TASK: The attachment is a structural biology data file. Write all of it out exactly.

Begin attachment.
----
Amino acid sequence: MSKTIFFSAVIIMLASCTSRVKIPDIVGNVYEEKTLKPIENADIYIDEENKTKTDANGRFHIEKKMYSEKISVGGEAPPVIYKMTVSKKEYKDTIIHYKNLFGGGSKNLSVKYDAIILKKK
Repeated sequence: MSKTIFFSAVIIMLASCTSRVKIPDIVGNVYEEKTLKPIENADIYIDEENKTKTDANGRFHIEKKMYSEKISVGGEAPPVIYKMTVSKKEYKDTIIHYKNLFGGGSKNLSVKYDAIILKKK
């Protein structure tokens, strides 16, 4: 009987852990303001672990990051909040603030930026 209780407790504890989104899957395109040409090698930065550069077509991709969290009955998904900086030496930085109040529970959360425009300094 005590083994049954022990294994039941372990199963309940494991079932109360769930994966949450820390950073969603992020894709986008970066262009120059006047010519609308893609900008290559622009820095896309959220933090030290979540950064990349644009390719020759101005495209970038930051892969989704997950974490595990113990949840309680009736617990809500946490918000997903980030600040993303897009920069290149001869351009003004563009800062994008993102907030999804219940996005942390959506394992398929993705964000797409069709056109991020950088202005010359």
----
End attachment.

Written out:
Amino acid sequence: MSKTIFFSAVIIMLASCTSRVKIPDIVGNVYEEKTLKPIENADIYIDEENKTKTDANGRFHIEKKMYSEKISVGGEAPPVIYKMTVSKKEYKDTIIHYKNLFGGGSKNLSVKYDAIILKKK
Repeated sequence: MSKTIFFSAVIIMLASCTSRVKIPDIVGNVYEEKTLKPIENADIYIDEENKTKTDANGRFHIEKKMYSEKISVGGEAPPVIYKMTVSKKEYKDTIIHYKNLFGGGSKNLSVKYDAIILKKK
């Protein structure tokens, strides 16, 4: 009987852990303001672990990051909040603030930026 209780407790504890989104899957395109040409090698930065550069077509991709969290009955998904900086030496930085109040529970959360425009300094 005590083994049954022990294994039941372990199963309940494991079932109360769930994966949450820390950073969603992020894709986008970066262009120059006047010519609308893609900008290559622009820095896309959220933090030290979540950064990349644009390719020759101005495209970038930051892969989704997950974490595990113990949840309680009736617990809500946490918000997903980030600040993303897009920069290149001869351009003004563009800062994008993102907030999804219940996005942390959506394992398929993705964000797409069709056109991020950088202005010359």